Hatshepsut, daughter of King Thutmose I, became queen of Egypt when she married her half-brother, Thutmose II, around the age of 12. Upon his death, she began acting as regent for her stepson, the infant Thutmose III, but later took on the full powers of a pharaoh, becoming co-ruler of Egypt around 1473 B.C. As pharaoh—the sixth of the 18th dynasty— Hatshepsut extended Egyptian trade and oversaw ambitious building projects, most notably the Temple of Deir el-Bahri, located in western Thebes, where she would be buried. Depicted (at her own orders) as a male in many contemporary images and sculptures, Hatshepsut remained largely unknown to scholars until the 19th century. She is one of the few and most famous female pharaohs of Egypt.
Hatshepsut's Rise to Power
Hatshepsut was the elder of two daughters born to Thutmose I and his queen, Ahmes. After her father’s death, 12-year-old Hatshepsut became queen of Egypt when she married her half-brother Thutmose II, the son of her father and one of his secondary wives, who inherited his father’s throne around 1492 B.C. They had one daughter, Neferure. Thutmose II died young, around 1479 B.C., and the throne went to his infant son, also born to a secondary wife. According to custom, Hatshepsut began acting as Thutmose III’s regent, handling affairs of state until her stepson came of age.
After less than seven years, however, Hatshepsut took the unprecedented step of assuming the title and full powers of a pharaoh herself, becoming co-ruler of Egypt with Thutmose III. Though past Egyptologists held that it was merely the queen’s ambition that drove her, more recent scholars have suggested that the move might have been due to a political crisis, such as a threat from another branch of the royal family, and that Hatshepsut may have been acting to save the throne for her stepson.
Hatshepsut as Pharaoh
Knowing that her power grab was highly controversial, Hatshepsut fought to defend its legitimacy, pointing to her royal lineage and claiming that her father had appointed her his successor. She sought to reinvent her image, and in statues and paintings of that time, she ordered that she be portrayed as a male pharaoh, with a beard and large muscles. In other images, however, she appeared in traditional female regalia. Hatshepsut surrounded herself with supporters in key positions in government, including Senenmut, her chief minister. Some have suggested Senenmut might also have been Hatshepsut’s lover, but little evidence exists to support this claim.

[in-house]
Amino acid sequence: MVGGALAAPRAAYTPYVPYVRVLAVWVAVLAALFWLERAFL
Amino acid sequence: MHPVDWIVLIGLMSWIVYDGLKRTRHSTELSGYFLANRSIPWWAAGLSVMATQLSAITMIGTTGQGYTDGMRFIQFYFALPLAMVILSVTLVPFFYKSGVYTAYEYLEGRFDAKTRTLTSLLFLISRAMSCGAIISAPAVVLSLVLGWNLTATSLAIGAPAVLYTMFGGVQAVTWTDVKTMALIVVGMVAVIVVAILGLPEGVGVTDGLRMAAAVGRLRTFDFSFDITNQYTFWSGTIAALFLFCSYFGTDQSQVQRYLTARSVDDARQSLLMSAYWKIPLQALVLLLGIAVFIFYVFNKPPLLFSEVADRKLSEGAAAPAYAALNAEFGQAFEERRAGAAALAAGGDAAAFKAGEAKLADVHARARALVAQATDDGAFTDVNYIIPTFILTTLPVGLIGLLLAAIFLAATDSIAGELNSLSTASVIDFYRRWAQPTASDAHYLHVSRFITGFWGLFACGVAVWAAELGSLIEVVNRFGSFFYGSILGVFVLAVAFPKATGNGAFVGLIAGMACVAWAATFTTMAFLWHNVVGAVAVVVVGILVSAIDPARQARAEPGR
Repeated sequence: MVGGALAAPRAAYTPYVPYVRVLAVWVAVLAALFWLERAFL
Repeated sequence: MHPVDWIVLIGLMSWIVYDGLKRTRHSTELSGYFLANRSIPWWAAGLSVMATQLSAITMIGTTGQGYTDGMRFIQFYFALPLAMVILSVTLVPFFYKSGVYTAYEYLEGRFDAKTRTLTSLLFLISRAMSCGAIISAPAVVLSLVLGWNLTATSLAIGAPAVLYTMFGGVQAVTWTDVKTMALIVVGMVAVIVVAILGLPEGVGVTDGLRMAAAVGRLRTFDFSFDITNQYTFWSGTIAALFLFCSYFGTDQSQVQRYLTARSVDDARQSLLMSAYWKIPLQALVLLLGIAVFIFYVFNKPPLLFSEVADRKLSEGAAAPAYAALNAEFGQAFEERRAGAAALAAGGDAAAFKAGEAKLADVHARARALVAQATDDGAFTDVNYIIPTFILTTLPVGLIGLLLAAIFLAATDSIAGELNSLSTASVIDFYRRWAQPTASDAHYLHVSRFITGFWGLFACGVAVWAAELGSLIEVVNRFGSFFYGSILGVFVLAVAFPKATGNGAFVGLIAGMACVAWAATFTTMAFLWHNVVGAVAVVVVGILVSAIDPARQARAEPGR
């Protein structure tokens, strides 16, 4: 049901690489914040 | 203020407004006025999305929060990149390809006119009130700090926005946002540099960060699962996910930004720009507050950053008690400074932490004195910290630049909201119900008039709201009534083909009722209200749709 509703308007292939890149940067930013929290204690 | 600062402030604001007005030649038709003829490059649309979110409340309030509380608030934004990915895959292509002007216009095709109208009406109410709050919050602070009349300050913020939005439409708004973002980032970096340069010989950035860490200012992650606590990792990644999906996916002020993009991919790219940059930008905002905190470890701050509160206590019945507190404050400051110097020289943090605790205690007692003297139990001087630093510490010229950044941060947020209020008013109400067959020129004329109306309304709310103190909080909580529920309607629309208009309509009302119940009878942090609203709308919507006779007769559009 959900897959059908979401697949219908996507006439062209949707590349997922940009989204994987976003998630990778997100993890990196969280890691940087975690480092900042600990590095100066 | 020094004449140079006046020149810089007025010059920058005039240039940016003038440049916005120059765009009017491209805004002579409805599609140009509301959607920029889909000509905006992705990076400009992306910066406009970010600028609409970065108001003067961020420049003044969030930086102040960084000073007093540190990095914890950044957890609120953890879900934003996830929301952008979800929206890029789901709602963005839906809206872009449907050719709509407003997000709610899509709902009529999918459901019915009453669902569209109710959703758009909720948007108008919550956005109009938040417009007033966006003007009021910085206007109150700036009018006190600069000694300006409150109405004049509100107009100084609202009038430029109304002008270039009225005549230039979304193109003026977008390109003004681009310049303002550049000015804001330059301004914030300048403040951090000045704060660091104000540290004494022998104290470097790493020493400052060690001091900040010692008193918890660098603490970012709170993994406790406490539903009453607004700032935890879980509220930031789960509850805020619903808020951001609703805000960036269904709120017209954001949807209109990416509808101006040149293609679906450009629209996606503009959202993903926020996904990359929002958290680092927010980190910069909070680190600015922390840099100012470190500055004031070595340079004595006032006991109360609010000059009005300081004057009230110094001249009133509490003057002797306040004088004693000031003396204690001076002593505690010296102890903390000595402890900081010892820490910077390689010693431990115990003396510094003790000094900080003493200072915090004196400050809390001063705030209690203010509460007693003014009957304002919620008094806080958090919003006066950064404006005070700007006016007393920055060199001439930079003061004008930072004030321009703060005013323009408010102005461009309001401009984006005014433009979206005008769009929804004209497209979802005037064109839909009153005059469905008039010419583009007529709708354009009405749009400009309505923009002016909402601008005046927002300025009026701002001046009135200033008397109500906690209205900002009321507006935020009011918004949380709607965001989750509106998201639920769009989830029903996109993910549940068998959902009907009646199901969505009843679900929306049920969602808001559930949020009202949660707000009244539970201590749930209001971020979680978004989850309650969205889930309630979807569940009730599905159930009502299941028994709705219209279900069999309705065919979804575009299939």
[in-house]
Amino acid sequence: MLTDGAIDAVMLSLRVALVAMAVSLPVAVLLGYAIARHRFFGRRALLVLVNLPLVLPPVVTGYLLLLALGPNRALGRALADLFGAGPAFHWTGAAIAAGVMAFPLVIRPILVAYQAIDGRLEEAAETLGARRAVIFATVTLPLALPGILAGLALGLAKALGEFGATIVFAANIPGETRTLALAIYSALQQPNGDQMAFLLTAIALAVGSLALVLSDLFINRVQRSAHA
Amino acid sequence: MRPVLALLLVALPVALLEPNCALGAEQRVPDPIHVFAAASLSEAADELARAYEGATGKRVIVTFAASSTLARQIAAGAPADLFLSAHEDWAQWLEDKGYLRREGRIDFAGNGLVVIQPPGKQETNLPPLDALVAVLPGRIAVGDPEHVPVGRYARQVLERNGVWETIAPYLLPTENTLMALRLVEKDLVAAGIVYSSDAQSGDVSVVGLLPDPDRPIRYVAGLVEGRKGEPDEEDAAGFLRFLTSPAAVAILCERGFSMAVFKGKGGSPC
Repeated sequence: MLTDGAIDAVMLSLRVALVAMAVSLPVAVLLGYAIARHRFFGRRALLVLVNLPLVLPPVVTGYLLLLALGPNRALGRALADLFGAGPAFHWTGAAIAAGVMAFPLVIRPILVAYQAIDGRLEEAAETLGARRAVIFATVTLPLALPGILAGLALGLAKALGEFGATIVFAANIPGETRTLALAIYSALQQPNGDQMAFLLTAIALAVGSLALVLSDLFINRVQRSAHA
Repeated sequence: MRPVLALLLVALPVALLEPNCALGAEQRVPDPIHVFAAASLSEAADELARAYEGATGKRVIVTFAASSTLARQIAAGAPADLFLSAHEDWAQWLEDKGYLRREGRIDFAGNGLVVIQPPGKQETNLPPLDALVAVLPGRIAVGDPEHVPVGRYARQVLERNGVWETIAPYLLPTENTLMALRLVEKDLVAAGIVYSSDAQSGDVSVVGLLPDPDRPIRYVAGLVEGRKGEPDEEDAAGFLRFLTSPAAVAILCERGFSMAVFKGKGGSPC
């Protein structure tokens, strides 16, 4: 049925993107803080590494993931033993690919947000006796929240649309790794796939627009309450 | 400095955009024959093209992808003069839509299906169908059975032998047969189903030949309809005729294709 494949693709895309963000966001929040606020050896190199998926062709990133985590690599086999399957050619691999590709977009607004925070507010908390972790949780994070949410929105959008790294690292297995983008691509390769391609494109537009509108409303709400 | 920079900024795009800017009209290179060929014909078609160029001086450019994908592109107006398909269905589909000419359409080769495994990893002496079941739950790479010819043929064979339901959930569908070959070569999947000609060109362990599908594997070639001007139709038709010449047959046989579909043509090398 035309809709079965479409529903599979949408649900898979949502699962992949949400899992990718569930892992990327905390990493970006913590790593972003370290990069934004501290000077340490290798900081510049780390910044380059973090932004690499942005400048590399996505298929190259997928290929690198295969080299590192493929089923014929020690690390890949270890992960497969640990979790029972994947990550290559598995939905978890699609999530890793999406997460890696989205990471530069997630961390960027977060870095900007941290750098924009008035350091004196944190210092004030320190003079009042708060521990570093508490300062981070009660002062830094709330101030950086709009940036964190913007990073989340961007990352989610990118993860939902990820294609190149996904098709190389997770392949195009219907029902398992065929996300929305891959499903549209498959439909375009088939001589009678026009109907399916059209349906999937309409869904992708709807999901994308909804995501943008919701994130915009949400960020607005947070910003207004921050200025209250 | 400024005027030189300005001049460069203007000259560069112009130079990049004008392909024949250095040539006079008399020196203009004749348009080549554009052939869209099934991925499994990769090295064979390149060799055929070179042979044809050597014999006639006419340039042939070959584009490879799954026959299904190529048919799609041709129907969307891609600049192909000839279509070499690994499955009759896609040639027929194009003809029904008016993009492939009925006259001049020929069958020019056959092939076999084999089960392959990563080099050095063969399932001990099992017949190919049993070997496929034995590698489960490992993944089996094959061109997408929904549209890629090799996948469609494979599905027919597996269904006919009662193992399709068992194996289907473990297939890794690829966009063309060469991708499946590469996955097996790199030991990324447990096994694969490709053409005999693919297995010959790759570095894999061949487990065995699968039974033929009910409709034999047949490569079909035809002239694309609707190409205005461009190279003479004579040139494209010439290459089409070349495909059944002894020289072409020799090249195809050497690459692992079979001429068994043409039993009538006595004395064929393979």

As pharaoh, Hatshepsut undertook ambitious building projects, particularly in the area around Thebes. Her greatest achievement was the enormous memorial temple at Deir el-Bahri, considered one of the architectural wonders of ancient Egypt. Another great achievement of her reign was a trading expedition she authorized that brought back vast riches–including ivory, ebony, gold, leopard skins and incense–to Egypt from a distant land known as Punt (possibly modern-day Eritrea).
Hatshepsut's Death and Legacy
Hatshepsut probably died around 1458 B.C., when she would have been in her mid-40s. She was buried in the Valley of the Kings (also home to Tutankhhamum), located in the hills behind Deir el-Bahri. In another effort to legitimize her reign, she had her father’s sarcophagus reburied in her tomb so they could lie together in death. Thutmose III went on to rule for 30 more years, proving to be both an ambitious builder like his stepmother and a great warrior. Late in his reign, Thutmose III had almost all of the evidence of Hatshepsut’s rule—including the images of her as king on the temples and monuments she had built—eradicated, possibly to erase her example as a powerful female ruler, or to close the gap in the dynasty’s line of male succession. As a consequence, scholars of ancient Egypt knew little of Hatshepsut’s existence until 1822, when they were able to decode and read the hieroglyphics on the walls of Deir el-Bahri.
In 1903, the British archeologist Howard Carter discovered Hatshepsut’s sarcophagus (one of three that she had prepared) but it was empty, like nearly all of the tombs in the Valley of the Kings. After launching a new search in 2005, a team of archaeologists discovered her mummy in 2007; it is now housed in the Egyptian Museum in Cairo. A life-size statue of a seated Hatshepsut that escaped her stepson’s destruction is on display at the Metropolitan Museum in New York City.